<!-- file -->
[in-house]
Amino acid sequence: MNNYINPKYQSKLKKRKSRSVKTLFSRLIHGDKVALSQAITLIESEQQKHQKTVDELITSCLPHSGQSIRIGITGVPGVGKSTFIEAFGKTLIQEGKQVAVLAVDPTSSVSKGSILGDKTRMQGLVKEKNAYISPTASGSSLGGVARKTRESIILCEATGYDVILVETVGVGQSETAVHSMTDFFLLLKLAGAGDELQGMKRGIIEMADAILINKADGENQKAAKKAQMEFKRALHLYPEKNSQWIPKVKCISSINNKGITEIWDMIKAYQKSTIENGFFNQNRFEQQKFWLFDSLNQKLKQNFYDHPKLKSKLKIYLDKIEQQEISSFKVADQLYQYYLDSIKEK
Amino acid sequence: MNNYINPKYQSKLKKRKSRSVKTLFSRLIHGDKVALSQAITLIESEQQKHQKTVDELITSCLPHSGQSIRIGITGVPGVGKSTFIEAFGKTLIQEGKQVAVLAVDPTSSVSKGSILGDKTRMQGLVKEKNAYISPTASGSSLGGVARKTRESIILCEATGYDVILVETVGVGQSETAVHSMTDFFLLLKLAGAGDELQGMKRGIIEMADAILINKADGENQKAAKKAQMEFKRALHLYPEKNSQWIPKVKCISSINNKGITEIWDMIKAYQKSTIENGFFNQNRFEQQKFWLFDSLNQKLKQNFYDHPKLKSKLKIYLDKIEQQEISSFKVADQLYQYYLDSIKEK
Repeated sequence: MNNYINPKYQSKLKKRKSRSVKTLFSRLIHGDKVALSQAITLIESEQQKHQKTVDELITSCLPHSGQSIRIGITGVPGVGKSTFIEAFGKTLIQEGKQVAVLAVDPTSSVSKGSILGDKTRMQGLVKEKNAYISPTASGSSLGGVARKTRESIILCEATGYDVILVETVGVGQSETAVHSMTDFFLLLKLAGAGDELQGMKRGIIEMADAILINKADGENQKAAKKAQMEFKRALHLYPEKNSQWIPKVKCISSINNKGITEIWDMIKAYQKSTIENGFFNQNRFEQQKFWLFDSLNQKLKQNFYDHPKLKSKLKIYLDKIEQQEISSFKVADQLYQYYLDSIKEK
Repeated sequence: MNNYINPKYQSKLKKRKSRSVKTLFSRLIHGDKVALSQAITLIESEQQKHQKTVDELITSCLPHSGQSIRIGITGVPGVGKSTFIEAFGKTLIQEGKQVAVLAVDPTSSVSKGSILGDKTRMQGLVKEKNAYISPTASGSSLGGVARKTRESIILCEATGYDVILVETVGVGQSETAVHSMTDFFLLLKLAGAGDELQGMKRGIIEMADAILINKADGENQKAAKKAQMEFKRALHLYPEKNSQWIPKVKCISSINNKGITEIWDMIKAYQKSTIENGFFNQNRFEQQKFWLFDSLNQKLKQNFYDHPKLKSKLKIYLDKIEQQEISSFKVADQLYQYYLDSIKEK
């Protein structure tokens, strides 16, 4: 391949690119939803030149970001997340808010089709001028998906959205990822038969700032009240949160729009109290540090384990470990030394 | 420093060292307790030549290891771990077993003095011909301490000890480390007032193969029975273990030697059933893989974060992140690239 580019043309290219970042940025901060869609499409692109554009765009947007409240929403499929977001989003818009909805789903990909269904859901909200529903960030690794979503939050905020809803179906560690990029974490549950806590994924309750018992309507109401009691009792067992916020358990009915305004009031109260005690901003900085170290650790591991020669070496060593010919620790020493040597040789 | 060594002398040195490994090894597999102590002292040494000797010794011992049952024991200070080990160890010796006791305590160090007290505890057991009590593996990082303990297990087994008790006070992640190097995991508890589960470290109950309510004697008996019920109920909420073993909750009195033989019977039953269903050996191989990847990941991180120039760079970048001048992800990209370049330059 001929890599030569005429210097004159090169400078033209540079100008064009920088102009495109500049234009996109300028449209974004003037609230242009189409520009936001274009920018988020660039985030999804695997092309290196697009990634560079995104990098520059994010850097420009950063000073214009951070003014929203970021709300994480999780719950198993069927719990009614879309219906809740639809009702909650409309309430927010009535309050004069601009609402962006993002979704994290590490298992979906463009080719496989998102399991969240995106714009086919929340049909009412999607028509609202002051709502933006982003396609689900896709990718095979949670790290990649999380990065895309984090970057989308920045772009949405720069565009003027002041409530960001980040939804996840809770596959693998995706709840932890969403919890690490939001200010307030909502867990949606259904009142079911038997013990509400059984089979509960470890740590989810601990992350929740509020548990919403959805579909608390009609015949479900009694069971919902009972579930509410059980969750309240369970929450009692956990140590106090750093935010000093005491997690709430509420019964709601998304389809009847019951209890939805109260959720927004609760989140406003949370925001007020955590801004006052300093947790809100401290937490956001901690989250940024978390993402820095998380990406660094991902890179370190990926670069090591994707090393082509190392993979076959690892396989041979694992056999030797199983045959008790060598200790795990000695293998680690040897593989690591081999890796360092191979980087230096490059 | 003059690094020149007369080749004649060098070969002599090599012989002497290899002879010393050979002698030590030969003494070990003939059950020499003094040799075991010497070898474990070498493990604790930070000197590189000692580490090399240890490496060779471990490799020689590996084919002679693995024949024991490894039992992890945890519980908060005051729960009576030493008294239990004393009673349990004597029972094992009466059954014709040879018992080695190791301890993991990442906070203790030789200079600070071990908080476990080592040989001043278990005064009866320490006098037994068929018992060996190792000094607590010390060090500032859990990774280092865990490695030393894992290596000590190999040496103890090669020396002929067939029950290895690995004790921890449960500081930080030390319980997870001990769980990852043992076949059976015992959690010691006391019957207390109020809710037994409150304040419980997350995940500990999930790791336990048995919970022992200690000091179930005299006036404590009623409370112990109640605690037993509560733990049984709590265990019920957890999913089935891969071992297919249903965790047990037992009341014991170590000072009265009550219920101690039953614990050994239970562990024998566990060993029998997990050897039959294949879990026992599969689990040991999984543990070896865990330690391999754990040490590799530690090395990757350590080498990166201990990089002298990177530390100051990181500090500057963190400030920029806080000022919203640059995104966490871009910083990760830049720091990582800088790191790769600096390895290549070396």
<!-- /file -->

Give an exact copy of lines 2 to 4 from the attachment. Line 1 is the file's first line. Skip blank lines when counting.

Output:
Amino acid sequence: MNNYINPKYQSKLKKRKSRSVKTLFSRLIHGDKVALSQAITLIESEQQKHQKTVDELITSCLPHSGQSIRIGITGVPGVGKSTFIEAFGKTLIQEGKQVAVLAVDPTSSVSKGSILGDKTRMQGLVKEKNAYISPTASGSSLGGVARKTRESIILCEATGYDVILVETVGVGQSETAVHSMTDFFLLLKLAGAGDELQGMKRGIIEMADAILINKADGENQKAAKKAQMEFKRALHLYPEKNSQWIPKVKCISSINNKGITEIWDMIKAYQKSTIENGFFNQNRFEQQKFWLFDSLNQKLKQNFYDHPKLKSKLKIYLDKIEQQEISSFKVADQLYQYYLDSIKEK
Amino acid sequence: MNNYINPKYQSKLKKRKSRSVKTLFSRLIHGDKVALSQAITLIESEQQKHQKTVDELITSCLPHSGQSIRIGITGVPGVGKSTFIEAFGKTLIQEGKQVAVLAVDPTSSVSKGSILGDKTRMQGLVKEKNAYISPTASGSSLGGVARKTRESIILCEATGYDVILVETVGVGQSETAVHSMTDFFLLLKLAGAGDELQGMKRGIIEMADAILINKADGENQKAAKKAQMEFKRALHLYPEKNSQWIPKVKCISSINNKGITEIWDMIKAYQKSTIENGFFNQNRFEQQKFWLFDSLNQKLKQNFYDHPKLKSKLKIYLDKIEQQEISSFKVADQLYQYYLDSIKEK
Repeated sequence: MNNYINPKYQSKLKKRKSRSVKTLFSRLIHGDKVALSQAITLIESEQQKHQKTVDELITSCLPHSGQSIRIGITGVPGVGKSTFIEAFGKTLIQEGKQVAVLAVDPTSSVSKGSILGDKTRMQGLVKEKNAYISPTASGSSLGGVARKTRESIILCEATGYDVILVETVGVGQSETAVHSMTDFFLLLKLAGAGDELQGMKRGIIEMADAILINKADGENQKAAKKAQMEFKRALHLYPEKNSQWIPKVKCISSINNKGITEIWDMIKAYQKSTIENGFFNQNRFEQQKFWLFDSLNQKLKQNFYDHPKLKSKLKIYLDKIEQQEISSFKVADQLYQYYLDSIKEK